The Magnificent Surplus

Feb 28, 2014 2261

By Levi James.

Israel, in the days of Jesus, was seriously preoccupied with righteousness. The nation’s leaders promoted obedience to the law of Moses as the best—perhaps the only—way to achieve righteousness. It was seen by the teachers of the law as so important for the life of the nation, that an elaborate superstructure of supplementary prescriptions was placed around the law to help keep people at a safe remove from breaking it. These supplementary prescriptions were so important they were considered part of the law. The broad principles of love to God and man were thus encrusted with hundred of extra regulations.

Jesus saw these extra requirements as failing in their purpose. He did not hesitate to encourage people not to make the scribes and experts in the law their benchmark for righteousness. For him, righteousness had more to do with a person’s relationship to God than conformity to long lists of commandments. He pointed out that obedience to a rule often fell a long way short of what God required.

The righteousness which Jesus commended excelled that of Israel’s pastors. They advocated righteousness at a level of minimum effort. It was a bargain-basement kind of ethic. By it an individual who ticked all the boxes could enjoy the respect of his community while cherishing envy and hate in his heart. He hadn’t killed anyone, true. But no court would condemn him for having hateful thoughts.

The same could be said of adultery. A man might be pronounced righteous by his peers because he had managed to keep himself out of his neighbor’s wife’s bedroom.  No court would find him guilty of thinking about it.  The surpassing righteousness of Jesus asks not how weakly or superficially a man has served God, but how thoroughly, lovingly and joyfully.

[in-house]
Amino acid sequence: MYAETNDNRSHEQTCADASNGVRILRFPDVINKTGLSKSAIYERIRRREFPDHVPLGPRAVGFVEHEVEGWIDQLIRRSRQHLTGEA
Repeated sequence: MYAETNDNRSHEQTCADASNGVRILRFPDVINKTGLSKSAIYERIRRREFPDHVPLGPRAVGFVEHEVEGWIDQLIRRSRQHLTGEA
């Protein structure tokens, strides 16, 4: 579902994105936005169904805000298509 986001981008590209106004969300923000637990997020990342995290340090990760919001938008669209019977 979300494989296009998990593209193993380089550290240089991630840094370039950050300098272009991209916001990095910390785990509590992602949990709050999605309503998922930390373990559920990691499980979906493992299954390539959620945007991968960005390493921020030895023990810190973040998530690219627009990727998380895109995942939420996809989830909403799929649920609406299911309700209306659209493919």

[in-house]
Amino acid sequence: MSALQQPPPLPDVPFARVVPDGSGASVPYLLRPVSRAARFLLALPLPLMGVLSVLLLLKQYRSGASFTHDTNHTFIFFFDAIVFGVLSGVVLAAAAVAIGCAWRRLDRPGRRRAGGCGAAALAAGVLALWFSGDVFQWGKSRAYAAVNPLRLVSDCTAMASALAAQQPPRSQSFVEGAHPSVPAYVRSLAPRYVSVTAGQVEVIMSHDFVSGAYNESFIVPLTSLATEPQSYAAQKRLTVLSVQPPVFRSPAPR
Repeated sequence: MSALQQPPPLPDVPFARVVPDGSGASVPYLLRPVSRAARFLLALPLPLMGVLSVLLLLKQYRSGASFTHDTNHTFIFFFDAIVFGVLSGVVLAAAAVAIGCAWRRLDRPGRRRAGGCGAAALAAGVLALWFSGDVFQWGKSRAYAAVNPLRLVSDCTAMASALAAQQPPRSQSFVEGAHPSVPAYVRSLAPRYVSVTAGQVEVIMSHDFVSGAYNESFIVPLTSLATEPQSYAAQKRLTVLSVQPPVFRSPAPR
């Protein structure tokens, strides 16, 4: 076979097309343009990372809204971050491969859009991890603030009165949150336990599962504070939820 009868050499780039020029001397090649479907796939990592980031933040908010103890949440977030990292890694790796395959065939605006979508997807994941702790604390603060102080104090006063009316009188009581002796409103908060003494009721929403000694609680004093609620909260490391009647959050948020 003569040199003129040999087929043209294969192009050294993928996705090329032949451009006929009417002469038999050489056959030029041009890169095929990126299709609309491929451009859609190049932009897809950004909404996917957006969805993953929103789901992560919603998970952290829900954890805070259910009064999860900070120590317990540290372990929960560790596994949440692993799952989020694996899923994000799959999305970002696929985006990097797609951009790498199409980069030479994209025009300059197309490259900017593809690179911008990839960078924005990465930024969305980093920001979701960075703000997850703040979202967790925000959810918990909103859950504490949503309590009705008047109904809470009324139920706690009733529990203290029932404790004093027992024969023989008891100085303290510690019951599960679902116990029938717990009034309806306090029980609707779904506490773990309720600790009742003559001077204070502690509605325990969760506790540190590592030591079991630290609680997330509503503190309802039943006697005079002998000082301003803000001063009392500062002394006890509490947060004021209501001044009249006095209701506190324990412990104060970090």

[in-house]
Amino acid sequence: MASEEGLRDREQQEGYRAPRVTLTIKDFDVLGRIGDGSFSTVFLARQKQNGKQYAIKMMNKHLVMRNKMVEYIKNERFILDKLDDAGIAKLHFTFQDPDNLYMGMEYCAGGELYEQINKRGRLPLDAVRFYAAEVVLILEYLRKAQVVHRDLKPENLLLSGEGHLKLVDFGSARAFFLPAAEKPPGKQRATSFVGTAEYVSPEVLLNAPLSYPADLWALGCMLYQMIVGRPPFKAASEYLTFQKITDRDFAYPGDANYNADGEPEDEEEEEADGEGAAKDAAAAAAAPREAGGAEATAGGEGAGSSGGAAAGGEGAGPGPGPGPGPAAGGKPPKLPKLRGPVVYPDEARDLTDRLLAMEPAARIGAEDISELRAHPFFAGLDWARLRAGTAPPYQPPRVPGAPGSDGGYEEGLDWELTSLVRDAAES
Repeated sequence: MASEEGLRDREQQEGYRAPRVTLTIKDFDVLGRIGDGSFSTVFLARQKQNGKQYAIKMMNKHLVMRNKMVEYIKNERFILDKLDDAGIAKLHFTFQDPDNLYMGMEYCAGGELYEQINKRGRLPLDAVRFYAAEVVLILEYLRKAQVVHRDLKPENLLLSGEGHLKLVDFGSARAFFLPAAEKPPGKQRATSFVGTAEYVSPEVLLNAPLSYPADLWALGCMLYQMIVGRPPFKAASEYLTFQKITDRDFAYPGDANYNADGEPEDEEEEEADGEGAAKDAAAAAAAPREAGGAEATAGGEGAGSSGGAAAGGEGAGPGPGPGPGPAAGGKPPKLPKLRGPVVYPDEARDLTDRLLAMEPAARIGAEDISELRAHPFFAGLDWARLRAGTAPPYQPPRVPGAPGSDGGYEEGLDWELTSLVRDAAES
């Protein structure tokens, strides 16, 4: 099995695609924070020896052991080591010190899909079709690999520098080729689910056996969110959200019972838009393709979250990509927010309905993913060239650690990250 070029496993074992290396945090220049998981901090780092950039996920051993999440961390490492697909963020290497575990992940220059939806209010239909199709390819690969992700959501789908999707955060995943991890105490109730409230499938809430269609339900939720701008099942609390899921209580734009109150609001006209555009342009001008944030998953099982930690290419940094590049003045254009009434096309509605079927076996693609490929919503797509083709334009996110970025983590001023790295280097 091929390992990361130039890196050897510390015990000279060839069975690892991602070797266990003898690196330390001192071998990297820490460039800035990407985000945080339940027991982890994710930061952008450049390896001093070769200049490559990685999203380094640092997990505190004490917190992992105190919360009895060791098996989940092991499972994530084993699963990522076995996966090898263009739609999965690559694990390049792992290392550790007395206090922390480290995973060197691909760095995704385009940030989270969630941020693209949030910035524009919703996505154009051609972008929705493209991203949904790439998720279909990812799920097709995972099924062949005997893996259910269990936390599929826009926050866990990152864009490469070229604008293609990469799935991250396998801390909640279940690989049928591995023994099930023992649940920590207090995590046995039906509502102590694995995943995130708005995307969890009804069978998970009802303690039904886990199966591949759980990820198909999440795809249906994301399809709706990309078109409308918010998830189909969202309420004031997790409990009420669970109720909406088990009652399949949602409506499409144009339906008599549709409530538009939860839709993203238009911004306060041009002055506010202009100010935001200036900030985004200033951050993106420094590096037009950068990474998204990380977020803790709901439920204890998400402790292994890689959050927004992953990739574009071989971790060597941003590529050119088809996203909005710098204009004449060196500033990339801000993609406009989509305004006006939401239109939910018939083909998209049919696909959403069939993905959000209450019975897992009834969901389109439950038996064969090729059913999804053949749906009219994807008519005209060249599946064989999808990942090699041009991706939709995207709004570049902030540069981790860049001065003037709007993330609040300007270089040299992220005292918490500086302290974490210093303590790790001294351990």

No clearer illustration of Jesus’ teaching on this subject occurs in his shocking precept: “Love your enemies.”  This is an ethic which cannot be contained in a written or oral command. It goes beyond reason. It exceeds what one has to do, or what one asked to do. It goes further than the time-honored maxim: ‘one good turn deserves another.’

Not the bare essential, but the righteousness of the magnificent surplus. This is righteousness coming not from legislation but inspiration. Only the honing and polishing influence of God’s love can produce such a beautiful overflow of goodness. Goodness with resounding social benefits. May the love of God be shed abroad in your heart by the Spirit of Jesus.

“Unless your righteousness surpasses that of the Pharisees and the teachers of the law, you will certainly not enter the kingdom of heaven” (Matthew 5:20).

Levi James

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